In the same way, John Riccitiello, CEO of the company that makes a game engine Unity believes that Big Tech’s vision of Metaverse technology is Orwellian. The solution? Everyone should utilize Unity. “It pulls down the height of the wall of the walled garden,” He declares.
Who would like
A metaverse that is built in the same way as Web 2.0 was? Who would like a metaverse designed to scale and generate revenue? New open source metaverse projects seek to combat the inevitability of this next total-service-environment internet. “I believe we’ll witness an Internet 2.0 metaverse as well as a web 3.0 metaverse, Web 2.0 being the entirety of these Big Tech companies that are closed. They’re not likely to let go of their server-based models, or collecting data,” says Ryan Gill Co-founder and chief executive officer of Crucible which is an open metaverse initiative. “We’ll witness a faster expansion that’s part of what’s known as the Web 2.0 metaverse. The only way to get to Web 3.0 is decentralization.” The new internet, Gill argues, should be built on the open protocol and standard, which includes blockchain technology. Gill believes that open source communities are able to contribute and receive rewards financially.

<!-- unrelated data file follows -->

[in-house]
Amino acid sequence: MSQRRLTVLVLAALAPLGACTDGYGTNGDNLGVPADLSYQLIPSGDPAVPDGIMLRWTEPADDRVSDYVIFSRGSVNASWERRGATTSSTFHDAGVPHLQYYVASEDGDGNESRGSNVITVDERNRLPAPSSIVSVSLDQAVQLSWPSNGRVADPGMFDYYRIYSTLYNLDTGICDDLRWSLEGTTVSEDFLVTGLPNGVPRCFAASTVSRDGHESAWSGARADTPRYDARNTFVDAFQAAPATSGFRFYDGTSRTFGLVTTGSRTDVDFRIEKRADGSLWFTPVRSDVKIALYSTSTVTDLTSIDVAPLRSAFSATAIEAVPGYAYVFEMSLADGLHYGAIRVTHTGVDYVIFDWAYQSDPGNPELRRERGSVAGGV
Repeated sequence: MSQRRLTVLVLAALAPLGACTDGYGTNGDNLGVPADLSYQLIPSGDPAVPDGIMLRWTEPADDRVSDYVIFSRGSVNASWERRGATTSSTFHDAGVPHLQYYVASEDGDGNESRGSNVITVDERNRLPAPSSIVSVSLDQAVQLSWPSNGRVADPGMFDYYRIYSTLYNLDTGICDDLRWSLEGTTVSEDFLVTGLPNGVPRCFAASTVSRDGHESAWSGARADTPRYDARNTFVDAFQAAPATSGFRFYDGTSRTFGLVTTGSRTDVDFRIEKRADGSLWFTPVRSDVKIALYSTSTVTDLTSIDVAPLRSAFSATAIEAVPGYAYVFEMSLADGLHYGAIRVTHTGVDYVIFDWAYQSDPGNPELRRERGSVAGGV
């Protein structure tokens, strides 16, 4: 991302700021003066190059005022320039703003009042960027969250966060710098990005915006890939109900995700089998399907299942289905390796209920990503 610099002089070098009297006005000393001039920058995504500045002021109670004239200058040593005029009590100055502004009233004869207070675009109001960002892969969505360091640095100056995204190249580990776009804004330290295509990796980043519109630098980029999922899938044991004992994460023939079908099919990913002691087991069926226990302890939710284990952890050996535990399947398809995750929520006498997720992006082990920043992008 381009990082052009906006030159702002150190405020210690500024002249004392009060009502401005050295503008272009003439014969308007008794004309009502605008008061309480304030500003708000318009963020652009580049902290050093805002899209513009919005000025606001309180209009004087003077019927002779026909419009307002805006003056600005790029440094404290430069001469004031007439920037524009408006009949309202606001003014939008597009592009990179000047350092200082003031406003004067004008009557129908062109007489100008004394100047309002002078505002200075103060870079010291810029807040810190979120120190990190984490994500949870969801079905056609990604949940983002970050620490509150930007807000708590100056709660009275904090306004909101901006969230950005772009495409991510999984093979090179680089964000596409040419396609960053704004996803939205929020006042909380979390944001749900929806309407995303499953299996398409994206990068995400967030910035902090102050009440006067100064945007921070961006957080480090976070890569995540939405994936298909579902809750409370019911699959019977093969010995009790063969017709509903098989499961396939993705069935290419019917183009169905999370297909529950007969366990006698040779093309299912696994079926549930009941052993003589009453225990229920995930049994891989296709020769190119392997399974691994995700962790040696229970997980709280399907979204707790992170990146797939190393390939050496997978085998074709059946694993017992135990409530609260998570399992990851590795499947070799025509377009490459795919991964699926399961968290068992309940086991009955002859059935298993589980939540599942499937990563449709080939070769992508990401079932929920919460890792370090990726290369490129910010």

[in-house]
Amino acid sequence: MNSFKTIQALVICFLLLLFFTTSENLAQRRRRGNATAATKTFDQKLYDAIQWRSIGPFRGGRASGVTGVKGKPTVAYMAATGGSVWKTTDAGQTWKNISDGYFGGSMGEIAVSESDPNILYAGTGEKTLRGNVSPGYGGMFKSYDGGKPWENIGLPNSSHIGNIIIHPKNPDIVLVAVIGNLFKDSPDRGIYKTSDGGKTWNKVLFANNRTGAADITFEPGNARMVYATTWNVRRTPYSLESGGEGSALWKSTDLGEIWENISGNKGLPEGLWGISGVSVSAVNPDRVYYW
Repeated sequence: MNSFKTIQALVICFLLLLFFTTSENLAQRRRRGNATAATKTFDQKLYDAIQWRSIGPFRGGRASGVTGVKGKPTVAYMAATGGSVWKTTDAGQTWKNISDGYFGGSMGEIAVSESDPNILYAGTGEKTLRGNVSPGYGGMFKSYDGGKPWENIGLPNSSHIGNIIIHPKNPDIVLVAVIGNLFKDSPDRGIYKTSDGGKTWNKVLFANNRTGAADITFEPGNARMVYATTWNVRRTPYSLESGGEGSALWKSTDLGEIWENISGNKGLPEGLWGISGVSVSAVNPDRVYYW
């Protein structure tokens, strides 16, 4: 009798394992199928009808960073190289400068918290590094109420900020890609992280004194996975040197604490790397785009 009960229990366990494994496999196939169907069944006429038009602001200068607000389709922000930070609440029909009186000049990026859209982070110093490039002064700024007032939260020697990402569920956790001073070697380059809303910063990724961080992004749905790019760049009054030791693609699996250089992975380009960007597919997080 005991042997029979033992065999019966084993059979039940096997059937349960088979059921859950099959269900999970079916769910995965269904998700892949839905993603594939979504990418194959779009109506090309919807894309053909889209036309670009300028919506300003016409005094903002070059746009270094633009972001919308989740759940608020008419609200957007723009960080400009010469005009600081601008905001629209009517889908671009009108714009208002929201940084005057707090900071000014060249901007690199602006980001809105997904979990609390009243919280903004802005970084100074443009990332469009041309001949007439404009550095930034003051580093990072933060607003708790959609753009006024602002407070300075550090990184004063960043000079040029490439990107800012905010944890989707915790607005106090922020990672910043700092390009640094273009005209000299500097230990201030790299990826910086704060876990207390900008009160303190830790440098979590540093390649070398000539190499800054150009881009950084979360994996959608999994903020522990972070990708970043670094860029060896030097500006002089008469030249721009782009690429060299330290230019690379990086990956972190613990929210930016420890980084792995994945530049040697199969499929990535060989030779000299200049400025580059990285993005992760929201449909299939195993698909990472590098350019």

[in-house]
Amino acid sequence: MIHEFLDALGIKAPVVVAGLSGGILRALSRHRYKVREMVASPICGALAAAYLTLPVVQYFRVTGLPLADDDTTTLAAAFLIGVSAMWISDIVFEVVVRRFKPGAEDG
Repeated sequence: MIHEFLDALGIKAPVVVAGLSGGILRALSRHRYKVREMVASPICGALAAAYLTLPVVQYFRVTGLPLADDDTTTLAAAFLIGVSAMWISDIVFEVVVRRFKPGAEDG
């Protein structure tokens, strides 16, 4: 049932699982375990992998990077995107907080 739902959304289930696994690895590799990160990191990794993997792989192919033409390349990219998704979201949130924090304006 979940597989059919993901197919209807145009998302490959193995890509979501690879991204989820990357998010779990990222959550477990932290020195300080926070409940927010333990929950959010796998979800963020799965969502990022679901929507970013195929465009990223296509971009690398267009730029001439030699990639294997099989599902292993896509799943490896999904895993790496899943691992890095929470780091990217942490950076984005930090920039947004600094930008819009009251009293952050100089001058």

It is said that the Web 3.0 Gill describes looks very much similar to the Web 1.0 in the 90s. It was a distributed users-owned, decentralized, the Web which gave birth to the concept of metaverse. The thinking goes that we were entangled in the thing called Big Tech thing.
There’s a chance that the “metaverse” concept isn’t a viable concept in any form. Connecting services in order to gather our information, track us, and control our attention to the extent that they can could cause more harm and not more better, at least for those that aren’t vice presidents at Meta and Microsoft.
While the marketing teams of Big Tech are glowing when we connect via their corporate blog entries however, the truth is that any metaverse that is born from their website will be hostile to humans. The reality is that today’s metaverse will never be an internet of tiny planets. It would be true to the original material at least in one manner: It would look like Snow Crash‘s 3D street, if, in addition to Amazon acting as the landlord in the majority of stores, they was owned by Amazon.